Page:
Proposed brush-burning pause to be run by Dundas Federation of Agriculture, Wednesday night

File photo of an open-air fire in Dundas County during the summer of 2016. Zandbergen photo, Nation Valley News

WINCHESTER — North Dundas Township’s proposed ban on brush-pile fires during the seven warmer months of year is likely to spark some discussion when municipal officials address the subject with farmers this week.

The proposed ban on igniting wood and brush leftover from land-clearing operations would apply May 1 through Nov. 30, says North Dundas Fire Commissioner Al Armstrong, who plans to attend this Wednesday evening’s meeting of the Dundas Federation of Agriculture in Chesterville.

The township’s Fire Chiefs’ Steering Committee recently recommended that council pass a bylaw to that effect, although Councillor Tony Fraser, himself a Winchester firefighter, says the chiefs have been discussing the idea for three years.

The township currently has a burn permit regime, unrestricted by time of year.

Public complaints about smoky air last summer helped stoke policymakers’ more determined look at tightening the rules in North Dundas.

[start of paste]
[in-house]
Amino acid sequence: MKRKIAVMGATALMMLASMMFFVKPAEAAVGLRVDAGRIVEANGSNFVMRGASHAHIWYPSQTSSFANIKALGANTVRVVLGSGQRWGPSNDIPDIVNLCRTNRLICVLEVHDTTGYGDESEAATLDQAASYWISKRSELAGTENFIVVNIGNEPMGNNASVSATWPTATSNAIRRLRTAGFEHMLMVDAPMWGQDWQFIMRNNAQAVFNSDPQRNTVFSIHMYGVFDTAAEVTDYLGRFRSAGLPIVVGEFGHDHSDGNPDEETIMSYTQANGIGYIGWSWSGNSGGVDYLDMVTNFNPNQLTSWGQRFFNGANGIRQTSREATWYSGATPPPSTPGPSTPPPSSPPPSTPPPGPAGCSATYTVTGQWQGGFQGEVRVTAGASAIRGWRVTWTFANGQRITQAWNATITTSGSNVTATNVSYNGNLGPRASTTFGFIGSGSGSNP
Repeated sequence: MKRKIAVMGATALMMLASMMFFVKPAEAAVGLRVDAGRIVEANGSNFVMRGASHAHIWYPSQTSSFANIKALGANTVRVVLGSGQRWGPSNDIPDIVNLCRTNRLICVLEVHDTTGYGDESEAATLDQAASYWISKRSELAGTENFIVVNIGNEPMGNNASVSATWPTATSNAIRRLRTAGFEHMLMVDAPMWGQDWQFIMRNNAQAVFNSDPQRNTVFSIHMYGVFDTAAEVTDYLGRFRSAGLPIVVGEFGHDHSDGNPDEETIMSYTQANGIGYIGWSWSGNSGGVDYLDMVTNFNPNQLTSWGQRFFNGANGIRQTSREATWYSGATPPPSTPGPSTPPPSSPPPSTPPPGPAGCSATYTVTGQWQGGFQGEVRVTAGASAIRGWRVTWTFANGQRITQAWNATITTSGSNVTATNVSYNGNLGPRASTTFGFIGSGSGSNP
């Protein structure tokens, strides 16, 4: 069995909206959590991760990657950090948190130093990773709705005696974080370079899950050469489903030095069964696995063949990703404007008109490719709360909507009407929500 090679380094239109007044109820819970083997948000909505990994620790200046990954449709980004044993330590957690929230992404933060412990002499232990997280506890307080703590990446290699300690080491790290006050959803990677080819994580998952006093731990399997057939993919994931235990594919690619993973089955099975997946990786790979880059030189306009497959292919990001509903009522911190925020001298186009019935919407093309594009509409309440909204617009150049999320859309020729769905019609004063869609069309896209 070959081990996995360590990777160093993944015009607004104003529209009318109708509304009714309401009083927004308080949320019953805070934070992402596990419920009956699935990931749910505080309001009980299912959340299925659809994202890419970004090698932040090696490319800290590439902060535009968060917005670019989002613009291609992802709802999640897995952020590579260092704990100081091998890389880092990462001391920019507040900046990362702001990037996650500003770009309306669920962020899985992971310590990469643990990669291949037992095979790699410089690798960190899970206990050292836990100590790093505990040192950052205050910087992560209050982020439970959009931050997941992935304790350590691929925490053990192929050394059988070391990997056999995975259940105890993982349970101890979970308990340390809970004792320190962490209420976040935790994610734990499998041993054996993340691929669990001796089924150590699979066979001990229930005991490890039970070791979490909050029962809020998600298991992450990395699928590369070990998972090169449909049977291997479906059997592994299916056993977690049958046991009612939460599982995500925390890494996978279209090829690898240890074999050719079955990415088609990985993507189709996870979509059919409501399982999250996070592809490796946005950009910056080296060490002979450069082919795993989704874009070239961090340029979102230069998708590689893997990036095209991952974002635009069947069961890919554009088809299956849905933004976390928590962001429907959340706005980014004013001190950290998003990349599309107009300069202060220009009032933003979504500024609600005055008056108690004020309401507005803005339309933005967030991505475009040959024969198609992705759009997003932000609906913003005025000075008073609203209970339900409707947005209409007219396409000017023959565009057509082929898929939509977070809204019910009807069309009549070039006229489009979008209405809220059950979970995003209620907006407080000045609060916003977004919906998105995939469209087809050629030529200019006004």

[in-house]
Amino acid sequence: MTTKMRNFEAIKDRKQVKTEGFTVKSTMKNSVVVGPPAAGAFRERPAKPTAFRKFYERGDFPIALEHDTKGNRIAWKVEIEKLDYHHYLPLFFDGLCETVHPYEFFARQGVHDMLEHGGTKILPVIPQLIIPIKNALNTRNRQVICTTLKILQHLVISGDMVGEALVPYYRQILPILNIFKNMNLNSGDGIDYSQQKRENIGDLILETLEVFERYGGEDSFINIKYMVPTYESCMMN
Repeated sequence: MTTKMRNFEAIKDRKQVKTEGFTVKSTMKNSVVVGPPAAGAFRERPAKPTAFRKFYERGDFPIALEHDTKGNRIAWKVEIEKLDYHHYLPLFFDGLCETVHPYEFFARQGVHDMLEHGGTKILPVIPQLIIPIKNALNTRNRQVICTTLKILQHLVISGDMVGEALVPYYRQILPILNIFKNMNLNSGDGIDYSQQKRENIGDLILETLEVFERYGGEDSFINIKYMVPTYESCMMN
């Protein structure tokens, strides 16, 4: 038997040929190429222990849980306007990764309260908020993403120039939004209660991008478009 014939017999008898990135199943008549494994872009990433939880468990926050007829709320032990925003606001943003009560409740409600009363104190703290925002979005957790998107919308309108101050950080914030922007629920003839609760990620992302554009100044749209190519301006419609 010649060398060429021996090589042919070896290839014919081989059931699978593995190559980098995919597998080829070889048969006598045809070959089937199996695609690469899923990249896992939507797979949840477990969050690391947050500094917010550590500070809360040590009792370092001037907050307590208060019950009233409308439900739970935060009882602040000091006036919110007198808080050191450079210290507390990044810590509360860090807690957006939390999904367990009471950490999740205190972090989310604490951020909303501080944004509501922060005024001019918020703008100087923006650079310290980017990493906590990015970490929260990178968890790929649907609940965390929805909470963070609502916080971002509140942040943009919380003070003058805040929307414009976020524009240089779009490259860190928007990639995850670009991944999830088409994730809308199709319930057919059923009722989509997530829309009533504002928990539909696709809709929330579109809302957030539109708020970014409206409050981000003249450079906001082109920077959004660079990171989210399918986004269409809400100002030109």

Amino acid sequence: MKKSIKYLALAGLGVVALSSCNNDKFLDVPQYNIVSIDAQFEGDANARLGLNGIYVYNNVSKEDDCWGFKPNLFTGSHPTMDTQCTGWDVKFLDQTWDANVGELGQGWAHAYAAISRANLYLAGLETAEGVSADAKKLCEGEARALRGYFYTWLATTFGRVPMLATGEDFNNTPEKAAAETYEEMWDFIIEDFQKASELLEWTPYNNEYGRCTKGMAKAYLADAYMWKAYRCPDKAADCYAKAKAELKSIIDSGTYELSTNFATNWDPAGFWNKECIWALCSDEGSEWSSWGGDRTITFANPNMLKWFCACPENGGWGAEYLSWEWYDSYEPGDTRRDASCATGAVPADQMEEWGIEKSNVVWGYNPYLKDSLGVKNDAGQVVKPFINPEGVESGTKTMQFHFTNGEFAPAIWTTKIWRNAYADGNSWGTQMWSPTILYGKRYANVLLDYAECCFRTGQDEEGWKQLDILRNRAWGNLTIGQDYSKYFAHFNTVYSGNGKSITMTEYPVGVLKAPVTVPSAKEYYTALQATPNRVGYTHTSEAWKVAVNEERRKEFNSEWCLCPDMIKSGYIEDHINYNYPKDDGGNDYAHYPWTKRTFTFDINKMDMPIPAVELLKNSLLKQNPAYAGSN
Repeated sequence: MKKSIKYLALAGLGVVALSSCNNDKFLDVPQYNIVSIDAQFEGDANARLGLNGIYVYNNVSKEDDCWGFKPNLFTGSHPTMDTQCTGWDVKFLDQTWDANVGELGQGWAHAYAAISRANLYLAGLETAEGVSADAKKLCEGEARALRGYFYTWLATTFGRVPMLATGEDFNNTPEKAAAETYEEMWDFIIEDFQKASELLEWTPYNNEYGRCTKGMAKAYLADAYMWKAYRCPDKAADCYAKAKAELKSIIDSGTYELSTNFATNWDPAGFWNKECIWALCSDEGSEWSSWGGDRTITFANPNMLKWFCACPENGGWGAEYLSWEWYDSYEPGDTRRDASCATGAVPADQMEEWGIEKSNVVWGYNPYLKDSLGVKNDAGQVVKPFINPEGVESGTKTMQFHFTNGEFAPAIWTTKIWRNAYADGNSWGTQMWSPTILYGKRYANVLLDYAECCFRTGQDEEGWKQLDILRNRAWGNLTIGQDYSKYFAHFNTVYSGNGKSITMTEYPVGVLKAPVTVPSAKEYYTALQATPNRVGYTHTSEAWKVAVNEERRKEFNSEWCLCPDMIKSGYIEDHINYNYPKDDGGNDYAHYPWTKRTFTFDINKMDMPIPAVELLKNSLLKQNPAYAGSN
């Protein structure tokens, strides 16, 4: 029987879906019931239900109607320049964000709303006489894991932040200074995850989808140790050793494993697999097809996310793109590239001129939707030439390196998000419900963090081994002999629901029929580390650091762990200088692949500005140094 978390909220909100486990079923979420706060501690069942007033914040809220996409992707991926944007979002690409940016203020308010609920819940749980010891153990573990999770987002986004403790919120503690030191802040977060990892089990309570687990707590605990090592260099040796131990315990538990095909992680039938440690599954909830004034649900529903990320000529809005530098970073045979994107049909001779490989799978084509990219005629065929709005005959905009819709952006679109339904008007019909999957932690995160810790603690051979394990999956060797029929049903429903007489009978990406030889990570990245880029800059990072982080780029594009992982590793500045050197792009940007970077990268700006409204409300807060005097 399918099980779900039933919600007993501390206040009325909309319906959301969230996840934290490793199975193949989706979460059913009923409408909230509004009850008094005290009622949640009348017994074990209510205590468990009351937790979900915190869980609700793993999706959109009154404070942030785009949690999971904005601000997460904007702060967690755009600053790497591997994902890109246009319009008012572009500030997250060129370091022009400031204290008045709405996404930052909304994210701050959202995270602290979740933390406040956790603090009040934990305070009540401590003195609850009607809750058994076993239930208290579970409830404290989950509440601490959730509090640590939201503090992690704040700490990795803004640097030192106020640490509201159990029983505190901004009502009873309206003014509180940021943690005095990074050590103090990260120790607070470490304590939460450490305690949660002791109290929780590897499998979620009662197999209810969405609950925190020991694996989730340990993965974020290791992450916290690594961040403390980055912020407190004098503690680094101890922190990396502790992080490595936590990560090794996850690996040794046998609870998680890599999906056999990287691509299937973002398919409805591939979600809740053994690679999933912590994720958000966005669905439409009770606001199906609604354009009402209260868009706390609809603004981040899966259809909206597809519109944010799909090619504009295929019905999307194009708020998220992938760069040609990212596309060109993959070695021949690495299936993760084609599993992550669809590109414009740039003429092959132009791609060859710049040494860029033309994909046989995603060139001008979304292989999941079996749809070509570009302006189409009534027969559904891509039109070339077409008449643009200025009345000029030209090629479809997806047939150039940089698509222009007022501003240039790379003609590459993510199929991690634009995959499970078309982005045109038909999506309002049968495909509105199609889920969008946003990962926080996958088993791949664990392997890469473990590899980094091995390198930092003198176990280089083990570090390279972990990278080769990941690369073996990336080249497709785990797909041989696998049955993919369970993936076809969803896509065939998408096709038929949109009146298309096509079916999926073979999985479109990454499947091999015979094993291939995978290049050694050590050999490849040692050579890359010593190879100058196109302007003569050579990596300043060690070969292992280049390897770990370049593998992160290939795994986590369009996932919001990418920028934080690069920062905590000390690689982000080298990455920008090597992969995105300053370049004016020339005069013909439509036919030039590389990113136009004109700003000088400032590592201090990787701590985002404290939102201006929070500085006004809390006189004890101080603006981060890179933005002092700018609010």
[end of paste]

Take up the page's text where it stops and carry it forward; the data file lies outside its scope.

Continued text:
While acknowledging council’s awareness of an extended burn that took place in the vicinity of County Rd. 43 and Inkerman Rd. in 2016, Fraser wouldn’t attribute the current policy push to that event in particular. “I don’t think it would be fair to that farmer to say that was the cause.”

As much as anything else, Councillor Armstrong chalked up the proposal to a shortage of available fire department personnel to inspect brush piles before permits are issued in the busy summer months. He conceded no other municipalities in the area have attempted to restrict burning to such a degree, but Armstrong — noting he isn’t a firefighter — said he couldn’t question the local chiefs for bringing the recommendation forward.

Backdrop to the suggested annual brush-burning pause is an ongoing public debate about diminishing tree cover in the area as more farmland is brought into production. A newly established South Nation Conservation committee has begun studying the deforestation issue with the potential to recommend countermeasures — possibly even a municipal tree-cutting bylaw — in the watershed later this spring.